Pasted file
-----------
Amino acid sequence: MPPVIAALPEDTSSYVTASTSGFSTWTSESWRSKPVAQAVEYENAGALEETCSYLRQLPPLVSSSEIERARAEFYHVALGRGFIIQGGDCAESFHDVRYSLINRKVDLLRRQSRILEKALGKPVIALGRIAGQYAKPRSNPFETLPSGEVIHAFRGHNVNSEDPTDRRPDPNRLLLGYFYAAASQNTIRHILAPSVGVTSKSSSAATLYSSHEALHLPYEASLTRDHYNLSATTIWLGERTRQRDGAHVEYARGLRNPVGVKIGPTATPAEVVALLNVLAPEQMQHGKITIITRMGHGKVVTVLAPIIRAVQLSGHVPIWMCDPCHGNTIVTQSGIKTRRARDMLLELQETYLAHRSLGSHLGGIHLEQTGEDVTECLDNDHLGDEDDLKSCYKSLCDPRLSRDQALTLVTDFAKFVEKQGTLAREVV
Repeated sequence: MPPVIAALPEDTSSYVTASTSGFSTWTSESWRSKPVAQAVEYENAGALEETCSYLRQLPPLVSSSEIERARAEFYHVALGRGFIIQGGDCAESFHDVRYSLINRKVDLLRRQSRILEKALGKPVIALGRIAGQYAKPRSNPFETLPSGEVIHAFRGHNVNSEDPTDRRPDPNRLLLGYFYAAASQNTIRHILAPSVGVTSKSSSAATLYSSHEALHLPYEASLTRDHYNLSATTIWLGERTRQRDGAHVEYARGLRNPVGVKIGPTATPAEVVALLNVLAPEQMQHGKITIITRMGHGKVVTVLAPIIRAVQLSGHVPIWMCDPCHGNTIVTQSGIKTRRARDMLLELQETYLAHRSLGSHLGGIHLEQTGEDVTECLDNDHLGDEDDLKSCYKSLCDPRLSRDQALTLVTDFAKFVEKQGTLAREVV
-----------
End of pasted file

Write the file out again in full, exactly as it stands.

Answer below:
Amino acid sequence: MPPVIAALPEDTSSYVTASTSGFSTWTSESWRSKPVAQAVEYENAGALEETCSYLRQLPPLVSSSEIERARAEFYHVALGRGFIIQGGDCAESFHDVRYSLINRKVDLLRRQSRILEKALGKPVIALGRIAGQYAKPRSNPFETLPSGEVIHAFRGHNVNSEDPTDRRPDPNRLLLGYFYAAASQNTIRHILAPSVGVTSKSSSAATLYSSHEALHLPYEASLTRDHYNLSATTIWLGERTRQRDGAHVEYARGLRNPVGVKIGPTATPAEVVALLNVLAPEQMQHGKITIITRMGHGKVVTVLAPIIRAVQLSGHVPIWMCDPCHGNTIVTQSGIKTRRARDMLLELQETYLAHRSLGSHLGGIHLEQTGEDVTECLDNDHLGDEDDLKSCYKSLCDPRLSRDQALTLVTDFAKFVEKQGTLAREVV
Repeated sequence: MPPVIAALPEDTSSYVTASTSGFSTWTSESWRSKPVAQAVEYENAGALEETCSYLRQLPPLVSSSEIERARAEFYHVALGRGFIIQGGDCAESFHDVRYSLINRKVDLLRRQSRILEKALGKPVIALGRIAGQYAKPRSNPFETLPSGEVIHAFRGHNVNSEDPTDRRPDPNRLLLGYFYAAASQNTIRHILAPSVGVTSKSSSAATLYSSHEALHLPYEASLTRDHYNLSATTIWLGERTRQRDGAHVEYARGLRNPVGVKIGPTATPAEVVALLNVLAPEQMQHGKITIITRMGHGKVVTVLAPIIRAVQLSGHVPIWMCDPCHGNTIVTQSGIKTRRARDMLLELQETYLAHRSLGSHLGGIHLEQTGEDVTECLDNDHLGDEDDLKSCYKSLCDPRLSRDQALTLVTDFAKFVEKQGTLAREVV